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Only K470 million recovered from Cashgate

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Government has managed to recover slightly over K470 million only out of the K24 billion stolen from the public purse in what is known as Cashgate.

The office of the Director of Public Prosecutions (DPP) confirmed to The Daily Times in an emailed response by giving a breakdown of the assets and funds recovered saying that despite securing a number of convictions in the courts, the process of recovering property deemed to have been purchased using the stolen money is “complex and lengthy”.

Spokesperson for Ministry of Finance, Nations Msowoya, also acknowledged, in a separate interview yesterday, that it might not be possible to recover the whole K24 billion adding that some of the property might have been transferred and ownership changed.

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“I cannot tell you how much we have recovered. I have to check with the Solicitor General. But I know we can secure convictions but the process of recovering is a next step and it can’t be done overnight and surely it won’t be easy recovering everything,” Msowoya said.

So far at least 12 people have been convicted and serving jail terms and over K10 billion worth of cases are being pursued in the courts.

Senior State Advocate from the DPP office, Liness Chikankheni, explained that former principal secretary for Tourism, Theresa Senzani, surrendered a house to pay for the K63 million she is accused of stealing.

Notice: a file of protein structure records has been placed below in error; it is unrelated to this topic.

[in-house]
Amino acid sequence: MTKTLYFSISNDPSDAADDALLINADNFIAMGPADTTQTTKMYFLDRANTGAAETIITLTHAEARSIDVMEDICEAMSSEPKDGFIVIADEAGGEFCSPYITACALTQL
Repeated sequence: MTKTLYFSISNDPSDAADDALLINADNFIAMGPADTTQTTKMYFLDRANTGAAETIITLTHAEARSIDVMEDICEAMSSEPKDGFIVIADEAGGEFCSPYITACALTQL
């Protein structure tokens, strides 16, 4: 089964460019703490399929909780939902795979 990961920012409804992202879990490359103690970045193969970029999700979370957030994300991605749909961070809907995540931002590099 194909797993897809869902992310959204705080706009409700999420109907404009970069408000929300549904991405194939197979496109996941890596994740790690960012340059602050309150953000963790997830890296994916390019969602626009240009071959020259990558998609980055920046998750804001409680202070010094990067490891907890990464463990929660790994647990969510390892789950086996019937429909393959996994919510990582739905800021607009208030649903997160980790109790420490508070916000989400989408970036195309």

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Osward Lutepo who was slapped with an 11-year-jail term offered an industrial complex to the value of approximately K370 million. Maxwell Namata and Luke Kasamba surrendered property into court as restitution, to a combined value of K24 million while Esnart Ndovi offered K12.9 million.

But Victor Sithole who was sentenced to nine-year imprisonment for illegally possessing foreign currency amounting to K112 million lodged an appeal against conviction and sentence and financial reparation has not been resolved.

“Convicted defendants will often offer restitution of a sum representing the benefit from their offending. Convict Dzinyemba Soko serving a nine-year jail term for theft and money laundering of over K40 million was excused from a confistication order by the Resident Magistrate on the ground of inability to pay.

“Ancillary orders are, by law, dependent upon conviction of a serious offence. Where there is a dispute over the convict’s criminal benefit, the State gives notice of application for confiscation of tainted property and for pecuniary penalty orders, so the Court can determine the issue, how much can be realised from available assets and, therefore, how much is liable to be paid. This procedure is complex and lengthy,” she said.

Chikankheni, however, could not be drawn to comment on Cashgate cases involving Caroline Savala, Leonard Kalonga, James Bandura Chirwa, Allison Harrison Magombo and Angella Katengeza saying it was subjudice to do that.

Kalonga, a former assistant director for Tourism, was convicted on his own plea in August last year of pocketing K3.7 billion and he is yet to be sentenced while Chirwa, a quantity surveyor, also pleaded guilty in October last year to stealing at least K513 million and also awaits sentencing.

Magombo, a businessman, who was convicted in February this year for siphoning K32.4 million is also among those on the list awaiting sentencing.

Meanwhile, six of the Cashgate buses confisticated from Kalonga valued at K520 million have been given for free to different government departments and institutions.

Reacting to the development commentator, Rafiq Hajat, said it is worrisome that Malawians are still being taken for a ride in this whole Cashgate saga.

“Malawians are being duped with peanuts when the whole plantation is being stolen in the process. The whole process defeats the enormous amount stolen and we are concerned because the estimates being floated as being stolen are in the ranges of K577 billion and even some of the people suspected to have benefited are still serving as cabinet ministers in government,” Hajat said.

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